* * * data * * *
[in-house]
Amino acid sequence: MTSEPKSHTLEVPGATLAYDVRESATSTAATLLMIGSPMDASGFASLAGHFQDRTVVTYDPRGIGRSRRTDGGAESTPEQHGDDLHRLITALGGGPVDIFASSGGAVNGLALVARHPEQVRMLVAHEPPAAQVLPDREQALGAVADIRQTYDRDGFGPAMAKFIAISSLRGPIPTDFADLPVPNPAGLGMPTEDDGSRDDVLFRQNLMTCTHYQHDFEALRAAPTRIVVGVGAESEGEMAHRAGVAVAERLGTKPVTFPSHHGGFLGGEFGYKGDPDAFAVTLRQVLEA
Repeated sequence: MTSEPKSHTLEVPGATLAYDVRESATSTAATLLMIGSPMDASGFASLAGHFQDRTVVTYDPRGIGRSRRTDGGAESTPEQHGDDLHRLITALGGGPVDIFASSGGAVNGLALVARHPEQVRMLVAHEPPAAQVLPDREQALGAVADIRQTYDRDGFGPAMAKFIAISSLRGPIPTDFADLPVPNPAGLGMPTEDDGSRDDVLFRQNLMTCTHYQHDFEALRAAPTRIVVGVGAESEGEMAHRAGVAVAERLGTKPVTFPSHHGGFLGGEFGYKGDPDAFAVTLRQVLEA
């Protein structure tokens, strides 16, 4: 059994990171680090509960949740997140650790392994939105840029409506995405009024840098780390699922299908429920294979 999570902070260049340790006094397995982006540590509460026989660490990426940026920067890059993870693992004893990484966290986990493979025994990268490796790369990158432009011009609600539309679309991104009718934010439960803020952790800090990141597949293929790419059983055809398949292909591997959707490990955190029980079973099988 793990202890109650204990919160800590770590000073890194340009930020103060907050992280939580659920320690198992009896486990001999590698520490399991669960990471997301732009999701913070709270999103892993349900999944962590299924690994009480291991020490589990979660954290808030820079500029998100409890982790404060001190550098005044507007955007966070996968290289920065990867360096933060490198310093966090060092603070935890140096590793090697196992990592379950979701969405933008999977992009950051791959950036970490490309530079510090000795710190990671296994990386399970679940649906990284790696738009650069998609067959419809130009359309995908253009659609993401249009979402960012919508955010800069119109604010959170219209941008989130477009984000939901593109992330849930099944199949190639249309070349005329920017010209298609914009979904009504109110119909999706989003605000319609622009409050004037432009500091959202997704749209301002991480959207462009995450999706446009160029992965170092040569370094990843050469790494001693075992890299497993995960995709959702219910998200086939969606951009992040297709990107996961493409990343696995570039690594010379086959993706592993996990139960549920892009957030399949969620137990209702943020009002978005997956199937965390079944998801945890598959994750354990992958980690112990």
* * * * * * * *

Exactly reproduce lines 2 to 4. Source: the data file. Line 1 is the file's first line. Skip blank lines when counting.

Amino acid sequence: MTSEPKSHTLEVPGATLAYDVRESATSTAATLLMIGSPMDASGFASLAGHFQDRTVVTYDPRGIGRSRRTDGGAESTPEQHGDDLHRLITALGGGPVDIFASSGGAVNGLALVARHPEQVRMLVAHEPPAAQVLPDREQALGAVADIRQTYDRDGFGPAMAKFIAISSLRGPIPTDFADLPVPNPAGLGMPTEDDGSRDDVLFRQNLMTCTHYQHDFEALRAAPTRIVVGVGAESEGEMAHRAGVAVAERLGTKPVTFPSHHGGFLGGEFGYKGDPDAFAVTLRQVLEA
Repeated sequence: MTSEPKSHTLEVPGATLAYDVRESATSTAATLLMIGSPMDASGFASLAGHFQDRTVVTYDPRGIGRSRRTDGGAESTPEQHGDDLHRLITALGGGPVDIFASSGGAVNGLALVARHPEQVRMLVAHEPPAAQVLPDREQALGAVADIRQTYDRDGFGPAMAKFIAISSLRGPIPTDFADLPVPNPAGLGMPTEDDGSRDDVLFRQNLMTCTHYQHDFEALRAAPTRIVVGVGAESEGEMAHRAGVAVAERLGTKPVTFPSHHGGFLGGEFGYKGDPDAFAVTLRQVLEA
């Protein structure tokens, strides 16, 4: 059994990171680090509960949740997140650790392994939105840029409506995405009024840098780390699922299908429920294979 999570902070260049340790006094397995982006540590509460026989660490990426940026920067890059993870693992004893990484966290986990493979025994990268490796790369990158432009011009609600539309679309991104009718934010439960803020952790800090990141597949293929790419059983055809398949292909591997959707490990955190029980079973099988 793990202890109650204990919160800590770590000073890194340009930020103060907050992280939580659920320690198992009896486990001999590698520490399991669960990471997301732009999701913070709270999103892993349900999944962590299924690994009480291991020490589990979660954290808030820079500029998100409890982790404060001190550098005044507007955007966070996968290289920065990867360096933060490198310093966090060092603070935890140096590793090697196992990592379950979701969405933008999977992009950051791959950036970490490309530079510090000795710190990671296994990386399970679940649906990284790696738009650069998609067959419809130009359309995908253009659609993401249009979402960012919508955010800069119109604010959170219209941008989130477009984000939901593109992330849930099944199949190639249309070349005329920017010209298609914009979904009504109110119909999706989003605000319609622009409050004037432009500091959202997704749209301002991480959207462009995450999706446009160029992965170092040569370094990843050469790494001693075992890299497993995960995709959702219910998200086939969606951009992040297709990107996961493409990343696995570039690594010379086959993706592993996990139960549920892009957030399949969620137990209702943020009002978005997956199937965390079944998801945890598959994750354990992958980690112990």